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NCJ Number: 162398 Add to Shopping cart Find in a Library
Title: Starting a Sex Offender Program: Reports From Three Communities (From Managing Adult Sex Offenders: A Containment Approach, P 7.1-7.13, 1996, Kim English, Suzanne Pullen, and Linda Jones, eds. - See NCJ-162392)
Author(s): S Olsen; D D L Carter; J Cheney
Corporate Author: Colorado Division of Criminal Justice
United States of America

American Probation and Parole Assoc
The Council of State Government
United States of America
Date Published: 1996
Page Count: 13
Sponsoring Agency: American Probation and Parole Assoc
Lexington, KY 40578-1910
Colorado Division of Criminal Justice
Denver, CO 80215
National Institute of Justice (NIJ)
Washington, DC 20531
US Dept of Justice NIJ Pub
Washington, DC 20531
Grant Number: 92-IJ-CX-K021
Sale Source: American Probation and Parole Assoc
The Council of State Government
P.O. Box 11910
Lexington, KY 40578-1910
United States of America
Type: Report (Technical Assistance)
Language: English
Country: United States of America
Annotation: Probation officers from Jackson County (Ore.) and Boulder and Mesa Counties in Colorado describe the ways in which significant changes for managing sex offenders began in their communities.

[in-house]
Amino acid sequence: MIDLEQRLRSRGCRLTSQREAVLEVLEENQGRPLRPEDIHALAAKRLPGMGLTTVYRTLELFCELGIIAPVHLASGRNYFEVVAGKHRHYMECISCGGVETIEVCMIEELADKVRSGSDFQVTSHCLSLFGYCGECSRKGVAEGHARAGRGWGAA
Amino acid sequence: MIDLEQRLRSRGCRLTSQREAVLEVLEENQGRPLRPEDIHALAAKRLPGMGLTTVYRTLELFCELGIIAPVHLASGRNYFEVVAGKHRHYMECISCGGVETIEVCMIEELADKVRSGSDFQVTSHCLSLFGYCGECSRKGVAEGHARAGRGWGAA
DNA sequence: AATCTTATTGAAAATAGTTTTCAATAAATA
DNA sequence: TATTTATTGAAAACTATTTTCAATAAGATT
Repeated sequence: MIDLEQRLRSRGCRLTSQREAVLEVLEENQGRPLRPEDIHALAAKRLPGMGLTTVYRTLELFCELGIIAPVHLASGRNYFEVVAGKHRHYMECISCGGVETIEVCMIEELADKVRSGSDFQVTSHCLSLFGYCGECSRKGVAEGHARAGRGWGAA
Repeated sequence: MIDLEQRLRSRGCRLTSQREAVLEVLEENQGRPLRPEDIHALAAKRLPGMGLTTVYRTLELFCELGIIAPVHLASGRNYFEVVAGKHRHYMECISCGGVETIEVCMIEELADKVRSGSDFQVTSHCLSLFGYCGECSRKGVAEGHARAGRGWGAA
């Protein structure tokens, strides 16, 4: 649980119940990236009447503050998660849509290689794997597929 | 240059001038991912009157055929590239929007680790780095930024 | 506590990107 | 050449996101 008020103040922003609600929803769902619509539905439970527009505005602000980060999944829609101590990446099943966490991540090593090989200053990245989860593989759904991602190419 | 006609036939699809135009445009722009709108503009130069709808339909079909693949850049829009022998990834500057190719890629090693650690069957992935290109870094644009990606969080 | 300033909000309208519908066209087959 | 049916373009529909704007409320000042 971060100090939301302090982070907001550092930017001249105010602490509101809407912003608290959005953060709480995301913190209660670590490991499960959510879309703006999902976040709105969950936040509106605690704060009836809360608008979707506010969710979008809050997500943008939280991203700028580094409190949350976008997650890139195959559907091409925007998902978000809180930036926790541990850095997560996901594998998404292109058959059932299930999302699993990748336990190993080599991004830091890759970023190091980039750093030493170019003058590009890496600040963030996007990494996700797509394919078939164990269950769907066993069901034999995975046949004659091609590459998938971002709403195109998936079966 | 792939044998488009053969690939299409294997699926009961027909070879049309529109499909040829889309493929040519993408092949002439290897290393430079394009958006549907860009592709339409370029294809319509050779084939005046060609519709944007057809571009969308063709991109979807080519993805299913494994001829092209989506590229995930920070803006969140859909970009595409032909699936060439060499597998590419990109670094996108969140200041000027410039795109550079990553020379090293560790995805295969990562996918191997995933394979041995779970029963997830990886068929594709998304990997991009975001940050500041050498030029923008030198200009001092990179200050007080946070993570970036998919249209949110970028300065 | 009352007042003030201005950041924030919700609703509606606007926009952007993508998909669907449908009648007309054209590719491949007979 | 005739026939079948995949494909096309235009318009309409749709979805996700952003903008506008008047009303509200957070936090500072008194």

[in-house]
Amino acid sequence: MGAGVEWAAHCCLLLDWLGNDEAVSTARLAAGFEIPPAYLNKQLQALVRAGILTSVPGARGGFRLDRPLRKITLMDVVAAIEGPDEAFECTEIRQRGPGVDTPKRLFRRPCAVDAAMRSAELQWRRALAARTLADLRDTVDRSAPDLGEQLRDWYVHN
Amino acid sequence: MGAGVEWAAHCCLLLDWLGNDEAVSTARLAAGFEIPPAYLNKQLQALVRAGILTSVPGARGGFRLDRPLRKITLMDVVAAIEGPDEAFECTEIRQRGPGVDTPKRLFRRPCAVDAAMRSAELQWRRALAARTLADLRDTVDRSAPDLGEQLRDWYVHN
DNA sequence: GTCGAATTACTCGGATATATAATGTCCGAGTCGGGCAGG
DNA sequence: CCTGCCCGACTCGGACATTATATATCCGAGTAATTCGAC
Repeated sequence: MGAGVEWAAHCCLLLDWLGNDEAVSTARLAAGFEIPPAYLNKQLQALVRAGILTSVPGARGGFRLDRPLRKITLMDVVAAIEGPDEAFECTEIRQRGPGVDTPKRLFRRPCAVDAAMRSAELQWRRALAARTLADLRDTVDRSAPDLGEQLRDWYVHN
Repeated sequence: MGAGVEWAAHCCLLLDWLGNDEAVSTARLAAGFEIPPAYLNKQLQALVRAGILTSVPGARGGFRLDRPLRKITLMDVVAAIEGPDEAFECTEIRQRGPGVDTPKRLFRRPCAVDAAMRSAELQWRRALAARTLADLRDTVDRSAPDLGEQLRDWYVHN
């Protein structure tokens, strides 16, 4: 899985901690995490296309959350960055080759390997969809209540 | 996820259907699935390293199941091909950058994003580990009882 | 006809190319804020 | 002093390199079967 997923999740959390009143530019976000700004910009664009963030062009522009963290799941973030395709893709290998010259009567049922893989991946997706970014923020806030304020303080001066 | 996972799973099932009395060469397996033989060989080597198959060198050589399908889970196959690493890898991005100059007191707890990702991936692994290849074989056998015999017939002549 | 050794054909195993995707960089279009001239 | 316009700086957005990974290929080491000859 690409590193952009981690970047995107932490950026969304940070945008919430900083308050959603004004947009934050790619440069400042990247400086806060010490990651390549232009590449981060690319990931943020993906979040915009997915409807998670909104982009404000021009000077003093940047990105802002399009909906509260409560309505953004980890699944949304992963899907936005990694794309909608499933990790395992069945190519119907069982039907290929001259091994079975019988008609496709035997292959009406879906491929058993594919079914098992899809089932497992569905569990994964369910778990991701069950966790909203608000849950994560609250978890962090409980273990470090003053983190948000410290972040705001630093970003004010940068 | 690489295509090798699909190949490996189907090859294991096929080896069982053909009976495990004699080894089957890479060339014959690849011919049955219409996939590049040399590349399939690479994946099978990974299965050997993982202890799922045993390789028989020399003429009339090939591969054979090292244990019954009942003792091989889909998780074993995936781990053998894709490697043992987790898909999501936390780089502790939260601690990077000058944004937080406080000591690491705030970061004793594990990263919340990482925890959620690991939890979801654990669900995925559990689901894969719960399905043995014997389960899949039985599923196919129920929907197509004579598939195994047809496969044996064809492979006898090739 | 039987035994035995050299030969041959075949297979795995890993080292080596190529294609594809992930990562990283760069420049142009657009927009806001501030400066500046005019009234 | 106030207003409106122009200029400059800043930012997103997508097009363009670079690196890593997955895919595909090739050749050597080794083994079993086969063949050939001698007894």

Abstract: The information was collected during site visits conducted as part of NIJ-sponsored research on the management of sex offenders in the community. The field research frequently revealed that probation and parole officers were crucial initiators of significant changes in the local approach for managing sex offenders. The analysis revealed that the development of a sex offender supervision and treatment program has its origins in a community's attitudes toward punishment and rehabilitation of the offender and protection of the victim. Each community's response will differ depending on the factors influencing the need for such a program. An effective supervision and treatment program must bring together the therapeutic community and the criminal justice system. The integration is necessary to provide effective control of sex offenders in the community and to allow the victim to resolve the trauma of the offense. A comprehensive community-based program is the most effective way to bring about significant behavioral change in sex offenders while still providing for public safety. Footnotes and 2 references
Main Term(s): Criminology
Index Term(s): Colorado; Correctional reform; Intensive supervision programs; NIJ grant-related documents; Oregon; Sex offender treatment; Sexual assault victims
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